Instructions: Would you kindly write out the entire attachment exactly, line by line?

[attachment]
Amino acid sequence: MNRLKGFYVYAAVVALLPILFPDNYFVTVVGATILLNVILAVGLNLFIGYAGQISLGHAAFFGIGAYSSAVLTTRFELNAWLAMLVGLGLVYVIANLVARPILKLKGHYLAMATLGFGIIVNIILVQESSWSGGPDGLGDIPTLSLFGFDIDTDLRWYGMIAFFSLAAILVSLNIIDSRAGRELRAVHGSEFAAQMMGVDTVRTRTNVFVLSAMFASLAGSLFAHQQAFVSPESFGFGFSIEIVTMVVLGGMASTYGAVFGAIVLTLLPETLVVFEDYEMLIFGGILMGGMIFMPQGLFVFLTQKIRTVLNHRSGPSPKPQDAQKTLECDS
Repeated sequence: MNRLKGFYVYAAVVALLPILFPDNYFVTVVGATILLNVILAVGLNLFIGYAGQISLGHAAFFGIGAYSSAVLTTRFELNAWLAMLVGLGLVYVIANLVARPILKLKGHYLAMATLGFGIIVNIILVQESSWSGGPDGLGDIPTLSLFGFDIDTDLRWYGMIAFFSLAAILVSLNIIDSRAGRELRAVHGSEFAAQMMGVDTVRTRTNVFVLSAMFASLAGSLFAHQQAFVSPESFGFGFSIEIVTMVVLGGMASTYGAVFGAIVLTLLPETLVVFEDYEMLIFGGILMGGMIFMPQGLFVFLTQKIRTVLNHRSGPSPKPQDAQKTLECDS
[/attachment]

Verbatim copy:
Amino acid sequence: MNRLKGFYVYAAVVALLPILFPDNYFVTVVGATILLNVILAVGLNLFIGYAGQISLGHAAFFGIGAYSSAVLTTRFELNAWLAMLVGLGLVYVIANLVARPILKLKGHYLAMATLGFGIIVNIILVQESSWSGGPDGLGDIPTLSLFGFDIDTDLRWYGMIAFFSLAAILVSLNIIDSRAGRELRAVHGSEFAAQMMGVDTVRTRTNVFVLSAMFASLAGSLFAHQQAFVSPESFGFGFSIEIVTMVVLGGMASTYGAVFGAIVLTLLPETLVVFEDYEMLIFGGILMGGMIFMPQGLFVFLTQKIRTVLNHRSGPSPKPQDAQKTLECDS
Repeated sequence: MNRLKGFYVYAAVVALLPILFPDNYFVTVVGATILLNVILAVGLNLFIGYAGQISLGHAAFFGIGAYSSAVLTTRFELNAWLAMLVGLGLVYVIANLVARPILKLKGHYLAMATLGFGIIVNIILVQESSWSGGPDGLGDIPTLSLFGFDIDTDLRWYGMIAFFSLAAILVSLNIIDSRAGRELRAVHGSEFAAQMMGVDTVRTRTNVFVLSAMFASLAGSLFAHQQAFVSPESFGFGFSIEIVTMVVLGGMASTYGAVFGAIVLTLLPETLVVFEDYEMLIFGGILMGGMIFMPQGLFVFLTQKIRTVLNHRSGPSPKPQDAQKTLECDS